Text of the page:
Erin Borrer, an analyst for the U.S. Meat Export Federation, gave insight on the export trade during a webinar hosted by Accelerated Beef Producers on Jan. 29.

Cooper david
Managing Editor / Progressive Cattle

Borrer pointed to several trends among the Asian trade partners, rising U.S. currency and dropping beef production across the globe as contributing elements to the beef trade – including the cut seen in oil prices.

“In most of our Asian markets – Japan, Hong Kong, China, Korea, Taiwan – although a lot of these consumers don’t drive as much as Americans, their manufacturing sectors can benefit from cheaper oil as can consumers,” said Borrer.

“I don’t see a lot of downside for risk for us as far as cheaper oil, and possibly some potential upside benefit as far as economic growth again in a lot of those Asian markets.”

Overall, the export market for U.S. beef continues to thrive as global beef production continues to shrink. Forecasted change in production between 2014-15 shows the world at 114 million metric tons less than the year previous. The U.S., China, Australia and Canada will be on the downslope, while Brazil, the European Union, India and Mexico show increases.


Some key takeaways from each corner of the globe and how their production relates to U.S. exports:

Exports will grow for the U.S.

U.S. beef remains a hot product overseas, Borrer said, because “we have a unique product in the availability of cuts like no one else.” 

Because other countries’ production is low, their own beef carcass prices are too high. “Our prices don’t look quite as much out of this world. U.S. beef is a little bit pricing elastic because of our own unique nature and the fact we’re not a staple.”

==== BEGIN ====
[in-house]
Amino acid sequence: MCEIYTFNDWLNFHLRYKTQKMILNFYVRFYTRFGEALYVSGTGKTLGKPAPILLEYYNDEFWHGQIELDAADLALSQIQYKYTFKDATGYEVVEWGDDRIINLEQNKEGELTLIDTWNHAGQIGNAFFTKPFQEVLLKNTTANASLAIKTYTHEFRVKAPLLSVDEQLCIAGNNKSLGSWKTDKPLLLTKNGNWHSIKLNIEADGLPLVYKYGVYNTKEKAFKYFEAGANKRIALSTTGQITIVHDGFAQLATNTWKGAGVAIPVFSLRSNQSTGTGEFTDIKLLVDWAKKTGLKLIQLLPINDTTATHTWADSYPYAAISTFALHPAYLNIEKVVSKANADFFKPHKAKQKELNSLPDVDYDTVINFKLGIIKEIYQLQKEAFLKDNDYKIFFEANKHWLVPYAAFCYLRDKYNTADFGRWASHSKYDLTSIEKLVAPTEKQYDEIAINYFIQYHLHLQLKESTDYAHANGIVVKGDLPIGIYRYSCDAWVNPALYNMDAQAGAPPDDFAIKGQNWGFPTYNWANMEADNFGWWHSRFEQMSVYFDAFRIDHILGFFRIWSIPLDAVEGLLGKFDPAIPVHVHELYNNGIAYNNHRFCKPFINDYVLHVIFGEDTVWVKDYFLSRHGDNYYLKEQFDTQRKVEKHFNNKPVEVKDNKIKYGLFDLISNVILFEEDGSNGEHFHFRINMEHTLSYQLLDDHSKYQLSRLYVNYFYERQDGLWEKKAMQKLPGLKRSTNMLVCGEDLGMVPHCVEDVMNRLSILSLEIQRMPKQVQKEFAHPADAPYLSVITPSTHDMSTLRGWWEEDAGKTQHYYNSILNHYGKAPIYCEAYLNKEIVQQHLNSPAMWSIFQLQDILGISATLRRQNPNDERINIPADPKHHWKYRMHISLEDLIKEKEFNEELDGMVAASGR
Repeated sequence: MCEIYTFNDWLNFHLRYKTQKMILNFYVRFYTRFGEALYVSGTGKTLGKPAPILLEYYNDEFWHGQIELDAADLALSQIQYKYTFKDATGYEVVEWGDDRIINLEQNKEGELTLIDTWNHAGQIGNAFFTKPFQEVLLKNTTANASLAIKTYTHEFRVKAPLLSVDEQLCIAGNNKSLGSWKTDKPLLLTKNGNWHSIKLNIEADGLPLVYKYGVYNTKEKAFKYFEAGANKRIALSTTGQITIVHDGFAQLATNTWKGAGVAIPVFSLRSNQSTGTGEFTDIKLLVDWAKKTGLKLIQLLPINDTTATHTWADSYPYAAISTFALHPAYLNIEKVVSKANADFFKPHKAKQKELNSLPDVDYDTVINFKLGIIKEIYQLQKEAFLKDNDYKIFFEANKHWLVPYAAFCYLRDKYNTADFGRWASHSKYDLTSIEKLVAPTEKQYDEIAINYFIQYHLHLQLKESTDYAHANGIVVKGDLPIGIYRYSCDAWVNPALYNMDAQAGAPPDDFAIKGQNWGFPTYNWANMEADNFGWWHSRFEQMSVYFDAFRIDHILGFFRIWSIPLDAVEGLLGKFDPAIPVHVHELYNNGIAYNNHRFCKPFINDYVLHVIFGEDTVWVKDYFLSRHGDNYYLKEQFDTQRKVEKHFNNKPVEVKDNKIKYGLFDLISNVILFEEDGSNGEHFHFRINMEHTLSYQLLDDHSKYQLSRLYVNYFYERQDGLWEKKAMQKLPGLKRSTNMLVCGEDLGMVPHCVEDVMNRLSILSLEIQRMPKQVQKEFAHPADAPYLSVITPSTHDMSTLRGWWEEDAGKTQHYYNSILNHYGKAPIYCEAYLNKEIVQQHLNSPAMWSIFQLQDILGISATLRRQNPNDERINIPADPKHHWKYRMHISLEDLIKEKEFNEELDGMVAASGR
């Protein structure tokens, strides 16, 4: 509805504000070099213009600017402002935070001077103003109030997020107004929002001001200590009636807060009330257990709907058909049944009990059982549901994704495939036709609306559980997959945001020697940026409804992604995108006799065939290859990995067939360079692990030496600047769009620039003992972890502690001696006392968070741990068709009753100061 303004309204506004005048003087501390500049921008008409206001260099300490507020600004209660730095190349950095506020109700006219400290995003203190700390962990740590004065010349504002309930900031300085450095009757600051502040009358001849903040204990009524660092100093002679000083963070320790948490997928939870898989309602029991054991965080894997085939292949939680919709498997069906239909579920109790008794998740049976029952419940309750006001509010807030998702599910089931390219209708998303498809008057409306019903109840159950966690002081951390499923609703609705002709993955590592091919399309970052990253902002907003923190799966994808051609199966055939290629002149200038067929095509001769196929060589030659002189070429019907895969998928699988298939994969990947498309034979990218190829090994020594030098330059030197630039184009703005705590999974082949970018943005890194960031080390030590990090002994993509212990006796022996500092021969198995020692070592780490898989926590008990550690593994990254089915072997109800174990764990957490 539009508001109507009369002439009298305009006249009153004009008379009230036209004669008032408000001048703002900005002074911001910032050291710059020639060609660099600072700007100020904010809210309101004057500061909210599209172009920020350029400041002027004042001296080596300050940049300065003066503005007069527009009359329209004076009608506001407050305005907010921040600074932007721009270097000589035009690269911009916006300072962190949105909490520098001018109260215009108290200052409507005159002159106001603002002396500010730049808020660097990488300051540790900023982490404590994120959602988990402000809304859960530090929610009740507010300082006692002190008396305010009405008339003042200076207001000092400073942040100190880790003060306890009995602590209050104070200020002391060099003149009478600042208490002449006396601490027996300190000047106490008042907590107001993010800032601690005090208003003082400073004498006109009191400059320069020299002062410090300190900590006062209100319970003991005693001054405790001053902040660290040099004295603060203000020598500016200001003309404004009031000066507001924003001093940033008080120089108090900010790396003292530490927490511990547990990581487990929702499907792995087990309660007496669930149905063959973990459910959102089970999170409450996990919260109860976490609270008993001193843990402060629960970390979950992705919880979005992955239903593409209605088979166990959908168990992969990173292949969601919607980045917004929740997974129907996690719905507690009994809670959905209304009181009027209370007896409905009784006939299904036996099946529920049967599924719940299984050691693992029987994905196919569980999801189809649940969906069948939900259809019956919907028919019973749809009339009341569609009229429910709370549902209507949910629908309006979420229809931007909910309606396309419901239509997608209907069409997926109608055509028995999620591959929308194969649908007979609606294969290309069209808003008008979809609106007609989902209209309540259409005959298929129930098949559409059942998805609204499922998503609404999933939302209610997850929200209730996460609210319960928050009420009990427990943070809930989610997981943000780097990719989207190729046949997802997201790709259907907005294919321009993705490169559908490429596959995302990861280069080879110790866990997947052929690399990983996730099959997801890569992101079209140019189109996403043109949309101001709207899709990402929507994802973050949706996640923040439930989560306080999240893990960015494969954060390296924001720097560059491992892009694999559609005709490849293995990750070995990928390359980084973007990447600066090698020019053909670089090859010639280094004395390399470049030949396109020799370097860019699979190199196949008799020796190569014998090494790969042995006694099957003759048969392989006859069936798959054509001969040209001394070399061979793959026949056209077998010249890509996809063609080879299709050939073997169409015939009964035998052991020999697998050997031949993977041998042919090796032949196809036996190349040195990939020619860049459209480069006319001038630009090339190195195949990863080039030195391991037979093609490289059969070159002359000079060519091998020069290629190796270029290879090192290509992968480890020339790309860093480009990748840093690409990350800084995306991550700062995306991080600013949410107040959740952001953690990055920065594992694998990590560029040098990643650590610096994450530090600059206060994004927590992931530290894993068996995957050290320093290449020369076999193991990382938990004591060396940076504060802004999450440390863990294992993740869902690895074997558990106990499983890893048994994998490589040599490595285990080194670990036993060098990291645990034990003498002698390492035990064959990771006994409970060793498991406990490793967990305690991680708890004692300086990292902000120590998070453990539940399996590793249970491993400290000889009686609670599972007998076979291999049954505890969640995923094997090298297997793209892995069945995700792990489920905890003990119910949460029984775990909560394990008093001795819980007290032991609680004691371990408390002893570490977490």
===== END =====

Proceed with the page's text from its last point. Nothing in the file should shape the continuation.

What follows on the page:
Borrer estimates that export volume will stay right around 1.2 million metric tons as it was in 2014, but the values will jump higher to the $7 billion range.

Tight beef supplies figure

China remains a mystery

The U.S. cannot ship to greater China, due to trade restrictions going back to BSE in 2003. But that country is facing significant shortages.

“The fact is that China does not have beef,” Borrer said. “They don’t have beef or mutton. Their industry has been shrinking.” Major meat manufacturers are importing meat just to keep factories running, and to keep up with consumers’ demand.

“Although they don’t like to admit they’re a major importer, they realize they have muscles to flex,” Borrer added. “It’s become more and more clear each time I’m there that they’re a rule setter not a rule follower.”

That includes stiffer enforcement of hormone bans, beta agonist concerns and tighter probations on its transit nations (Vietnam and Taiwan) that do bring in U.S. beef.

Asia is the bell cow for U.S. beef

It has been a “long slog back” since the 2003 BSE crisis, and U.S. beef is as popular as ever in Japan and Korea. “We continue to claw back,” Borrer said. “In Taiwan and Korea, we’ve set volume records as well as higher market share than we’ve seen in the past.”

Japan is now the largest market for U.S. beef, even though the yen has weakened against the U.S. dollar. “Yet they keep buying U.S. products,” she said.